Editor’s note: As long as Sioux City keeps a portion of their animal control law breed-specific, they’re not actually keeping their city safer. As has been shown repeatedly, increased fines/penalties under a reasonable dangerous dog law act as a deterrence which actually keeps the community safer, assuming there is adequate Animal Control to enforce it. Breed-specific legislation (BSL), however, has proven to be a dismal failure worldwide. I should also add that while this article refers to Sioux City’s “pit bulls” being “grandfathered in,” they were not. True grandfathering would have allowed existing “pit bull” owners to keep their dogs without the new requirements being applied to them. What Sioux City passed was actually an ex post facto violation. But then BSL on its face is already unconstitutional. (Indeed, according to the Sioux City Journal, “a Woodbury County District Court judge in January overturned six vicious designations for due-process violations by the city.”) Also, declaring “pit bulls” (which isn’t even a breed but a slang term that can describe a number of breeds) as “high risk” dogs, as Mayor Hobart has suggested, and applying attending restrictions to them is still breed-specific legislation and still prejudicial. Worse, it’s prejudicial without having proven that “pit bulls” are any more dangerous than other “breeds.”
From the Sioux City Journal:
Relaxing mandatory impoundment, placing vicious dogs outside city limits and implementing a panel system for hearings are three changes that may be discussed when the City Council revisits the city’s vicious-animal ordinances at its June 28 regular meeting.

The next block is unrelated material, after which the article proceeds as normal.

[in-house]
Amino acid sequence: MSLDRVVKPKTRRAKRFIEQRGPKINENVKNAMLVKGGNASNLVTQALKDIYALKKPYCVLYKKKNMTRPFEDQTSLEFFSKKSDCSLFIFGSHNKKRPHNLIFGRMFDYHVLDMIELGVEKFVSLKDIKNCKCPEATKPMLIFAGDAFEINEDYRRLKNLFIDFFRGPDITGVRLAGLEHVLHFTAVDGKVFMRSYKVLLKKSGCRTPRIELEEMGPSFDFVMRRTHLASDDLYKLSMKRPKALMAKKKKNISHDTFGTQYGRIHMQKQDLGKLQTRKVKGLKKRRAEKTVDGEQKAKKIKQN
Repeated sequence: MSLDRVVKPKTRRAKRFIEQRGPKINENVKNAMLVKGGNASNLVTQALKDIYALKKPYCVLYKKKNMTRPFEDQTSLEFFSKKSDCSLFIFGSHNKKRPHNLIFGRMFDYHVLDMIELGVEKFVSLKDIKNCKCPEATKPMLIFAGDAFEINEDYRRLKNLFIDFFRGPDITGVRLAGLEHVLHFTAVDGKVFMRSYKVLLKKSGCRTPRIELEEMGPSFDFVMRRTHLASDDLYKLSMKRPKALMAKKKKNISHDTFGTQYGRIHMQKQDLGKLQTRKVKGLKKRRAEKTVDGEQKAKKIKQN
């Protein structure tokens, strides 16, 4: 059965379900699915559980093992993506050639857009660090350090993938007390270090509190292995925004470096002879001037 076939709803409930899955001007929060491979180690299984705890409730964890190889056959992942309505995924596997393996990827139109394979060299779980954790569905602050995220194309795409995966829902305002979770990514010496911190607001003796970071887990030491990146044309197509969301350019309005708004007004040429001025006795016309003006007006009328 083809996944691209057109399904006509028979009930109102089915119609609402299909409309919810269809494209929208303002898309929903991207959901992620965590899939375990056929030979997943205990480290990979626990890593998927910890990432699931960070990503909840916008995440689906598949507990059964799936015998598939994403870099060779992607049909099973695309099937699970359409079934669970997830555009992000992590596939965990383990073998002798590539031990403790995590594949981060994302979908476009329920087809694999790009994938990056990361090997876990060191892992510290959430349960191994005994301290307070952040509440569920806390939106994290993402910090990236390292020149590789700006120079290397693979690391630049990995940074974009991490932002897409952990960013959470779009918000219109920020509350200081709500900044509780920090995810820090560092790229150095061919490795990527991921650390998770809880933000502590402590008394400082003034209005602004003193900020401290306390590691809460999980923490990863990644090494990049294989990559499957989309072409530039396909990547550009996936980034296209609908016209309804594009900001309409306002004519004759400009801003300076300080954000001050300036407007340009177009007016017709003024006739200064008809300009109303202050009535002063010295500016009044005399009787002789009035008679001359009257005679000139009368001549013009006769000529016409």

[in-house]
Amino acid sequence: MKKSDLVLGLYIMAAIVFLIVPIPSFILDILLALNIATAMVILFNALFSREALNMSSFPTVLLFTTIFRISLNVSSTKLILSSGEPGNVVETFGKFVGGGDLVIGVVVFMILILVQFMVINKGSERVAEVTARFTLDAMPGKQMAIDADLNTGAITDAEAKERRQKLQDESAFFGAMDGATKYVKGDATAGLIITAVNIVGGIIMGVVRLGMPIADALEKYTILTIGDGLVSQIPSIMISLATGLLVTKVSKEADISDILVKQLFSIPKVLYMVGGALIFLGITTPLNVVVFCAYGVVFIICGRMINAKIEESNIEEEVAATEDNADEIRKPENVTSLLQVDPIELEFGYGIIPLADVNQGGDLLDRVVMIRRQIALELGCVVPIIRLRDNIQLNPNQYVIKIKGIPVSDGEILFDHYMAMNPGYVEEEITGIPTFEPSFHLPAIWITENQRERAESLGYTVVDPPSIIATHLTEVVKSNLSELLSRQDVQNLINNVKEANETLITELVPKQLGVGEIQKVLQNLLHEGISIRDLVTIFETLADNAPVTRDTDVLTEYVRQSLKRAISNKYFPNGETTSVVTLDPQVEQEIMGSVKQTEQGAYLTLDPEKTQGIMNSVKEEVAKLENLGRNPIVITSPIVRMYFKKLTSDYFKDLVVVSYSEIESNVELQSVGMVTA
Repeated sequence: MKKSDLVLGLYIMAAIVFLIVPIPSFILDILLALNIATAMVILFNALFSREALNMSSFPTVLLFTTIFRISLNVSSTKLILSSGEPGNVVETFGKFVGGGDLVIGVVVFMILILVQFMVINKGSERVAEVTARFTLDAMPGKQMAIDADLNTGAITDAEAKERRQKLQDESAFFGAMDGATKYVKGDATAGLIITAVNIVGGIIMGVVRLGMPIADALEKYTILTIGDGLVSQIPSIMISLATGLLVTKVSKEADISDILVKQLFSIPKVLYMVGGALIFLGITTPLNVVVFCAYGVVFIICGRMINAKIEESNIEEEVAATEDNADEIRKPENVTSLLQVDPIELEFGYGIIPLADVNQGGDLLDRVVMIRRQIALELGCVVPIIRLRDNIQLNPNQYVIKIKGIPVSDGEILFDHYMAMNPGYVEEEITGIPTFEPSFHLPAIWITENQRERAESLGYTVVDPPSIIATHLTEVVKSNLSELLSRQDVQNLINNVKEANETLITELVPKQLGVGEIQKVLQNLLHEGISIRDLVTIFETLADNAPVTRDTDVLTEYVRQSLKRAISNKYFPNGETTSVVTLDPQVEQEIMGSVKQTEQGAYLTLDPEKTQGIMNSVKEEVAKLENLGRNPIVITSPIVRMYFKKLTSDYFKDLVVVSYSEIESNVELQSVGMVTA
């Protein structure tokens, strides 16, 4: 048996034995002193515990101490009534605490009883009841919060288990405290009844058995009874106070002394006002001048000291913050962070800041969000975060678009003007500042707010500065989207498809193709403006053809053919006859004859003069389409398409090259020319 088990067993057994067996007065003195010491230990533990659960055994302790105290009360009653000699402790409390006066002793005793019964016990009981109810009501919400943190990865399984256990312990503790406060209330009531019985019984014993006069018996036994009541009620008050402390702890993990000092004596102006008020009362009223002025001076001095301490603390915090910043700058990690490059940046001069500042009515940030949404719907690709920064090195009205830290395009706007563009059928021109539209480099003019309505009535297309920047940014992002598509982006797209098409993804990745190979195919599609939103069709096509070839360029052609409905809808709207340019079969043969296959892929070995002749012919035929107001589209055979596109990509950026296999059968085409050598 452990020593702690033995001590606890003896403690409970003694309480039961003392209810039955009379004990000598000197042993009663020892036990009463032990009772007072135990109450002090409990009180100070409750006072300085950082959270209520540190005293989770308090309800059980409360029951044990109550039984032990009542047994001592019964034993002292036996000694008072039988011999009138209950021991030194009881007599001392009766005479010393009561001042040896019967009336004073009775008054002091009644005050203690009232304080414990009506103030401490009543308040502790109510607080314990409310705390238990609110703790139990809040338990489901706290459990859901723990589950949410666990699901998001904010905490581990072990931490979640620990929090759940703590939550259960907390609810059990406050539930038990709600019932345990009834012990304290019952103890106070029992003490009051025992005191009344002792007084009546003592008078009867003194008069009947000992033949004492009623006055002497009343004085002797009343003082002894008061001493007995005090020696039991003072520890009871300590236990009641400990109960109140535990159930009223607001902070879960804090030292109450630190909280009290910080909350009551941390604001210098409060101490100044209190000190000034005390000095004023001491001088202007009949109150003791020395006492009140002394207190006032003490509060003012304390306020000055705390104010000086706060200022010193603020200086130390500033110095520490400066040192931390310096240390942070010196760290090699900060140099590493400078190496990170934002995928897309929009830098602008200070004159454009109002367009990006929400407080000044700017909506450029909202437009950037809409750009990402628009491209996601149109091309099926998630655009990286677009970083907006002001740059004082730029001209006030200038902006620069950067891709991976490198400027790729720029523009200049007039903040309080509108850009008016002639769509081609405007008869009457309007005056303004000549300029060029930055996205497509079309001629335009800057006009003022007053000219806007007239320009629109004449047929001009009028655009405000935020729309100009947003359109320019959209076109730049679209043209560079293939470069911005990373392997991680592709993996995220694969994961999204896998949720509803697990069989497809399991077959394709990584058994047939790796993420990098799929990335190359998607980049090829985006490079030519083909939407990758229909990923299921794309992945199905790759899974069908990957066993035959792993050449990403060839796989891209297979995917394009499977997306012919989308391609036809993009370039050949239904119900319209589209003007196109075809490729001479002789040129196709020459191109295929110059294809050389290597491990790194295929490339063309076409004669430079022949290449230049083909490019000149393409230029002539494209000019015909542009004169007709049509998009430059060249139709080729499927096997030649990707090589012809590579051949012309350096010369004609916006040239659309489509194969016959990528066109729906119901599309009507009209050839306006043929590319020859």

City Attorney Andrew Mai said city staffers will recommend a variety of changes, including on whether dogs must be impounded after they are accused of biting. The ordinance could be changed to read that a dog suspected of being vicious “may” be, rather than “shall” be, impounded.
“Where it’s inappropriate to have a dog put in Animal Control for a long period of time itll allow to free up that space for another dog and allow the owner to keep their animal,” Mai said.
It will be the newest round of discussion on a topic that has sparked contention for more than two years.
Council members first voted to change the city’s animal laws in March 2008, requiring animals that bite without provocation to be euthanized and no longer allowing them to be placed outside the city limits. Four months later, the council voted to ban pit bulls.
Both moves provoked a public outcry as pet owners appealed “vicious” designations to keep their dogs from being killed after the animals were accused of biting someone, and residents objected to the breed ban and stringent requirements placed on pit bulls that were grandfathered in.
…[Councilman Aaron] Rochester became ensnarled in the vicious-dog issue when Jake, his yellow Labrador retriever, was declared vicious after biting a neighbor in front of the councilman’s house in June 2009. Rochester appealed twice through the city’s hearing process but did not take the final step of filing a civil lawsuit in district court. Sioux City businessman Lew Weinberg, who bought Jake from Rochester for $1, intended to file suit but never got the chance because Jake was stolen from Sioux City Animal Control.
So far, Jake has not been found.
Mayor Pro Tem Tom Padgett said he hasn’t found fault with any of the decisions made by the hearing officers, but would be open to switching to a panel system.
Padgett also said he is leaning in favor of [Mayor Mike] Hobart’s proposal to relax the breed ban. Hobart has proposed the breed ban be repealed and pit bulls be considered “high risk” dogs, making them subject to restrictions…
Read this article in its entirety here.